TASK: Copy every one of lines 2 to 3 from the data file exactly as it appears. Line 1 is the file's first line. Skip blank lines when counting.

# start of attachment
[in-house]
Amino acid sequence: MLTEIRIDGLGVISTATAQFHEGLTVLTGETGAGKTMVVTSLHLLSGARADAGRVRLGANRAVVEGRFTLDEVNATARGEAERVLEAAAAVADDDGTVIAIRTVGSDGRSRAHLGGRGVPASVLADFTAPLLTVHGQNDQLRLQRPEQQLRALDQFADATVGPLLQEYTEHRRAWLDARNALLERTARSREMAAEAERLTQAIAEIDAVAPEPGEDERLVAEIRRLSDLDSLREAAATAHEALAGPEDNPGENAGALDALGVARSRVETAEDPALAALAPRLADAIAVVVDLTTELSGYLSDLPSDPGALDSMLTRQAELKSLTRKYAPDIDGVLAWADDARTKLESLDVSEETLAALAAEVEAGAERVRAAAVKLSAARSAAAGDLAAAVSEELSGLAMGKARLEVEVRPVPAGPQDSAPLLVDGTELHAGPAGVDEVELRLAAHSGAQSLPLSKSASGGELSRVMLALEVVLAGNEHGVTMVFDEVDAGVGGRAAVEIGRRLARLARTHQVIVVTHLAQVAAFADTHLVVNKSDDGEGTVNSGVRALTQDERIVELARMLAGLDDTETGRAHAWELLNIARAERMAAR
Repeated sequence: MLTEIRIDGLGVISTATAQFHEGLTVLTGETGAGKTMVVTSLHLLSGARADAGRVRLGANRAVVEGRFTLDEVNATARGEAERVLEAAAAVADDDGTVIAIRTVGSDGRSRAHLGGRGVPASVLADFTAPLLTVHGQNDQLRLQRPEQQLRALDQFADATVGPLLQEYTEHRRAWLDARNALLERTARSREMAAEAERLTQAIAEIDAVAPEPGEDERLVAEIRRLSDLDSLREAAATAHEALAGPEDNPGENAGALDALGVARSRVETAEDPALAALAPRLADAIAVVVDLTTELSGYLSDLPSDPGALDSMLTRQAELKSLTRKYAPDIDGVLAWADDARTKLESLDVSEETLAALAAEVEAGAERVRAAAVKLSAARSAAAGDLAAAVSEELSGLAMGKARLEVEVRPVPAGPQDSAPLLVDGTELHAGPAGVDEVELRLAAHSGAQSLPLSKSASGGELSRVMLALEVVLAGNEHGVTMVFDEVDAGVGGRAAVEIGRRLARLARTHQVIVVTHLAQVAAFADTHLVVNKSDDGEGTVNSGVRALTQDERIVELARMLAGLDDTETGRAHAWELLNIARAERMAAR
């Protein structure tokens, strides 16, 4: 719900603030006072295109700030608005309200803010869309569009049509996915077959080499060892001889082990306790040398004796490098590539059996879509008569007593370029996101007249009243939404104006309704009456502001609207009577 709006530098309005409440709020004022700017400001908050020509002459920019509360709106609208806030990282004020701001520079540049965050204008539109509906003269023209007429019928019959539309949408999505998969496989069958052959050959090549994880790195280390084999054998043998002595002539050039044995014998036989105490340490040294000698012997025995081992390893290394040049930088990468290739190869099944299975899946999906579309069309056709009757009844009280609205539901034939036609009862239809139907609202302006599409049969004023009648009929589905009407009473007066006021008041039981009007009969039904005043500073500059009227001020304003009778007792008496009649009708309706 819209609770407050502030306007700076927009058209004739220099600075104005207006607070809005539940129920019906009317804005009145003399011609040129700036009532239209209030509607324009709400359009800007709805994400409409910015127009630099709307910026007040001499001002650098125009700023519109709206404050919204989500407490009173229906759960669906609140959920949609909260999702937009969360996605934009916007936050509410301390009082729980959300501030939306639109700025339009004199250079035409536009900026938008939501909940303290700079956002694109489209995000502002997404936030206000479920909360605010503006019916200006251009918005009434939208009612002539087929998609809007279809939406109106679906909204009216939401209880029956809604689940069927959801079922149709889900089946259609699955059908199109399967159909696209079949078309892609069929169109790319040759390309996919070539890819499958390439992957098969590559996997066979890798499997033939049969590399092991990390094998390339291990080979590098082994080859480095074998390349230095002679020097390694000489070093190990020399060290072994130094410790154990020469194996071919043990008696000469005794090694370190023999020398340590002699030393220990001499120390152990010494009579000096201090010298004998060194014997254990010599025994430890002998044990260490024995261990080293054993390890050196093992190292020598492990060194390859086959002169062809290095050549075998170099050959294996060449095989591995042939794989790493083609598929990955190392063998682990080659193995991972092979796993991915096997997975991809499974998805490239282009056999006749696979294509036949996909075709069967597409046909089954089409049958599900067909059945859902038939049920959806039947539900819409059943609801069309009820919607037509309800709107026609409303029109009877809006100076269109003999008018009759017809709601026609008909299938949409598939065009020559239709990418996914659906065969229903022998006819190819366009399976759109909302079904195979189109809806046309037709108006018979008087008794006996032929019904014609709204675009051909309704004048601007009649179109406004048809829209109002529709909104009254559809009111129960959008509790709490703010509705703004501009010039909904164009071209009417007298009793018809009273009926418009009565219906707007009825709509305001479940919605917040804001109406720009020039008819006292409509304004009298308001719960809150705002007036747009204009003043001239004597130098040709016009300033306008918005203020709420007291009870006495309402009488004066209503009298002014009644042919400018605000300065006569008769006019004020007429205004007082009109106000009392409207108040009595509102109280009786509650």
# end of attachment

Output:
Amino acid sequence: MLTEIRIDGLGVISTATAQFHEGLTVLTGETGAGKTMVVTSLHLLSGARADAGRVRLGANRAVVEGRFTLDEVNATARGEAERVLEAAAAVADDDGTVIAIRTVGSDGRSRAHLGGRGVPASVLADFTAPLLTVHGQNDQLRLQRPEQQLRALDQFADATVGPLLQEYTEHRRAWLDARNALLERTARSREMAAEAERLTQAIAEIDAVAPEPGEDERLVAEIRRLSDLDSLREAAATAHEALAGPEDNPGENAGALDALGVARSRVETAEDPALAALAPRLADAIAVVVDLTTELSGYLSDLPSDPGALDSMLTRQAELKSLTRKYAPDIDGVLAWADDARTKLESLDVSEETLAALAAEVEAGAERVRAAAVKLSAARSAAAGDLAAAVSEELSGLAMGKARLEVEVRPVPAGPQDSAPLLVDGTELHAGPAGVDEVELRLAAHSGAQSLPLSKSASGGELSRVMLALEVVLAGNEHGVTMVFDEVDAGVGGRAAVEIGRRLARLARTHQVIVVTHLAQVAAFADTHLVVNKSDDGEGTVNSGVRALTQDERIVELARMLAGLDDTETGRAHAWELLNIARAERMAAR
Repeated sequence: MLTEIRIDGLGVISTATAQFHEGLTVLTGETGAGKTMVVTSLHLLSGARADAGRVRLGANRAVVEGRFTLDEVNATARGEAERVLEAAAAVADDDGTVIAIRTVGSDGRSRAHLGGRGVPASVLADFTAPLLTVHGQNDQLRLQRPEQQLRALDQFADATVGPLLQEYTEHRRAWLDARNALLERTARSREMAAEAERLTQAIAEIDAVAPEPGEDERLVAEIRRLSDLDSLREAAATAHEALAGPEDNPGENAGALDALGVARSRVETAEDPALAALAPRLADAIAVVVDLTTELSGYLSDLPSDPGALDSMLTRQAELKSLTRKYAPDIDGVLAWADDARTKLESLDVSEETLAALAAEVEAGAERVRAAAVKLSAARSAAAGDLAAAVSEELSGLAMGKARLEVEVRPVPAGPQDSAPLLVDGTELHAGPAGVDEVELRLAAHSGAQSLPLSKSASGGELSRVMLALEVVLAGNEHGVTMVFDEVDAGVGGRAAVEIGRRLARLARTHQVIVVTHLAQVAAFADTHLVVNKSDDGEGTVNSGVRALTQDERIVELARMLAGLDDTETGRAHAWELLNIARAERMAAR